I'm looking into routing my code through Git and am wanting to do builds using Ant. However, I do not want to run all tests on each build and only want to run tests for the files that have changed from the previous commit. Does anyone have a good way of dynamically creating the build.xml file to only include tests to be ran that are related to these changed files?
I wanted to expand on my comment a bit to sketch what an approach to do this might have to look like, but also to warn as to why I think it's not a great idea and likely to be more expensive to do well than it's worth.
There's a few layers to looking at a Git commit and determining "what has changed" to make our deployment decisions.
- Which files have changed? This one is pretty easily dealt with via
git diff: we can get a list of the file names changed in a commit or across a commit range, so we know how to perform a delta deployment.
- Which files have changed that are test classes? This one is a little more complex. If the org is rigorous about naming conventions, you might be able to match a regex against the file names, like
_TEST.cls$. Otherwise, you'd need to peek into the body of the file and see if you find the token
@isTest. To be really rigorous about it, you'd want to do some parsing to ensure that the token isn't in a comment, etc.
- What are the test classes for the non-test classes that have changed, whether or not the tests themselves have been changed? That's quite a bit harder, and there isn't a genuine, rigorous solution. Again, if the org is religious about naming conventions, you might be able to iterate over the changed files and say that your test for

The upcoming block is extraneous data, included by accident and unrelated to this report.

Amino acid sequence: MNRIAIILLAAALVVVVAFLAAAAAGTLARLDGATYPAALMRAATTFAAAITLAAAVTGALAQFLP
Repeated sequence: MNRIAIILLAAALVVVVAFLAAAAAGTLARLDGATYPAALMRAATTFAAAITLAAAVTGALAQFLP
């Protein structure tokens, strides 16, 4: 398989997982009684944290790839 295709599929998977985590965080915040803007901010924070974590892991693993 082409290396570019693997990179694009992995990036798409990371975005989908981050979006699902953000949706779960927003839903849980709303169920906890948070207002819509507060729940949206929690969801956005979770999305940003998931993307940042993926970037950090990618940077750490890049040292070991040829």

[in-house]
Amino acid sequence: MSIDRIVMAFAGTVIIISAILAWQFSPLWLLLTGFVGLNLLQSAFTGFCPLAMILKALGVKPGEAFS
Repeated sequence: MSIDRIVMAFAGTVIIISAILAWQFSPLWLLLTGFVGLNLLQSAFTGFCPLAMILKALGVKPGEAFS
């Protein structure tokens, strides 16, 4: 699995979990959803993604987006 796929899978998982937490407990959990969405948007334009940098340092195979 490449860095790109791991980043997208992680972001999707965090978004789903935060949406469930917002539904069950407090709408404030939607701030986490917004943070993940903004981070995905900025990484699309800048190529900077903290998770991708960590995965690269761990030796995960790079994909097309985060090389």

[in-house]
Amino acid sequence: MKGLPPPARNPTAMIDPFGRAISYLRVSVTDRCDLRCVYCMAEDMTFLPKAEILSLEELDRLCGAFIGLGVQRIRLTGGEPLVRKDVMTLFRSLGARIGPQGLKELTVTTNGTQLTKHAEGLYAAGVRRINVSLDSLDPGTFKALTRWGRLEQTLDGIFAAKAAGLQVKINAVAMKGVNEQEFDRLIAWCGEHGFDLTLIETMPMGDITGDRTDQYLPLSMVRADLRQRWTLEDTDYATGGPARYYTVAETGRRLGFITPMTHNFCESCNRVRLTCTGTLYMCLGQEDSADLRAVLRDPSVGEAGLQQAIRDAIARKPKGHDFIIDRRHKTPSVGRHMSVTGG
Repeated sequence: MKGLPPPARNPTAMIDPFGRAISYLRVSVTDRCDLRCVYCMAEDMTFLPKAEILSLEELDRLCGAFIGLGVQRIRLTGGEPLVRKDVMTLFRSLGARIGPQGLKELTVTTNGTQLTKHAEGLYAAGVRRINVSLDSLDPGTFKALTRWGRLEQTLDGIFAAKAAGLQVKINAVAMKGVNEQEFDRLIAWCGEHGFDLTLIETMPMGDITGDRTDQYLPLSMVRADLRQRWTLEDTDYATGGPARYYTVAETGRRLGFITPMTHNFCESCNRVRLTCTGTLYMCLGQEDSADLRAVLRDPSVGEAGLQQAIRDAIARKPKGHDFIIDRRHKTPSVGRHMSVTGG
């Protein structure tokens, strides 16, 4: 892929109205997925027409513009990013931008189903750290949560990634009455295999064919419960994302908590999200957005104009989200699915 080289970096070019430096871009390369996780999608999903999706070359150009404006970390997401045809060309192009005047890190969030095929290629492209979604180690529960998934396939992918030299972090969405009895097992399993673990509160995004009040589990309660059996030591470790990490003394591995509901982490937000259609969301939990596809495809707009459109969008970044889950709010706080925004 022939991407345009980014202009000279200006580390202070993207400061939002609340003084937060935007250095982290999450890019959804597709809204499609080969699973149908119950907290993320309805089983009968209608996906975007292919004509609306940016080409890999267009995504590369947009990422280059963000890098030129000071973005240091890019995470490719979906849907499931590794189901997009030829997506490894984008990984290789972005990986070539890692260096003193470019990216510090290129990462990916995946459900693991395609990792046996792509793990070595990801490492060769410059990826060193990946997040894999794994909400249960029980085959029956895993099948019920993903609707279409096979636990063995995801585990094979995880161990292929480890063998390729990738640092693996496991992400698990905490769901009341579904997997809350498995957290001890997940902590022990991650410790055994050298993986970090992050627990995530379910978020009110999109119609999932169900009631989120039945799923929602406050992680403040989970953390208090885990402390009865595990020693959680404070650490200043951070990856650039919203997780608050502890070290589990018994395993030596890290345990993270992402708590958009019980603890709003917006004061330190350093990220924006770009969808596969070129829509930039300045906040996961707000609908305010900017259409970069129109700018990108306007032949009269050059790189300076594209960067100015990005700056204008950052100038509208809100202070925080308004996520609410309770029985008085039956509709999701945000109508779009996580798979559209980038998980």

X.clsis located in
X_TEST.cls. But, hmm, what are you going to do when the name of the class is long enough that it has to be abbreviated to fit the
_TESTtoken on the end? Or what if you have critical legacy code that cannot be touched, but doesn't fit the pattern? Suddenly you may have a lot of mappings to maintain, and you're looking for a generalized solution to say "Test Class X tests Class Y", which isn't encoded anywhere in the metadata... and that leads you to the bigger question:
- Which test classes' results are potentially impacted by changes to the files in this commit?
And the answer to that last question is, basically, "all of them".
Now that might be more or less true in different code bases, depending on how rigorously modular and decoupled your code units are, to what extent data factories are used, whether you're using unlocked or managed packages to express dependencies between larger-scale code units, and so on.
But thinking about the general case, if we try to solve this problem, where I think we'd end up is doing some complex and tricky work with the Dependency API (or a parser) to try to identify the network of references between the classes we're working with and the various test classes, so we can identify which test classes invoke code in the classes we've changed in our latest commit.
So we'd do all that engineering to finally get to say "Class X tests Class Y"... and it still wouldn't be enough. Because we also use CI and automated testing to identify situations where, for example,
AccountTriggerHandler's changes break the test data setup for
OpportunityTriggerHandler's unit tests, but neither explicitly invokes the other or is invoked in each other's tests - so there's no references to walk between the two.
And to do CI properly, I think we have to solve that general-case problem, because the purpose of automated testing is to identify problems that break your assumptions about how your codebase works. That includes both simple assertion violations, but also the codebase-level structures that you assume but cannot necessarily enforce in an automated fashion (like using test data factories correctly, and preserving the isolation between code units, and ensuring that new invariants are respected across all of your existing classes - if someone screws up those facets and causes a test failure or a cascade of test failures, you want to know about it at check-in time, not later!)
So, for a TL;DR: deploy deltas if you need to, to speed up deployments or shrink the size of your Metadata API payloads, but - at least at the CI/CD automation level - always run all the tests.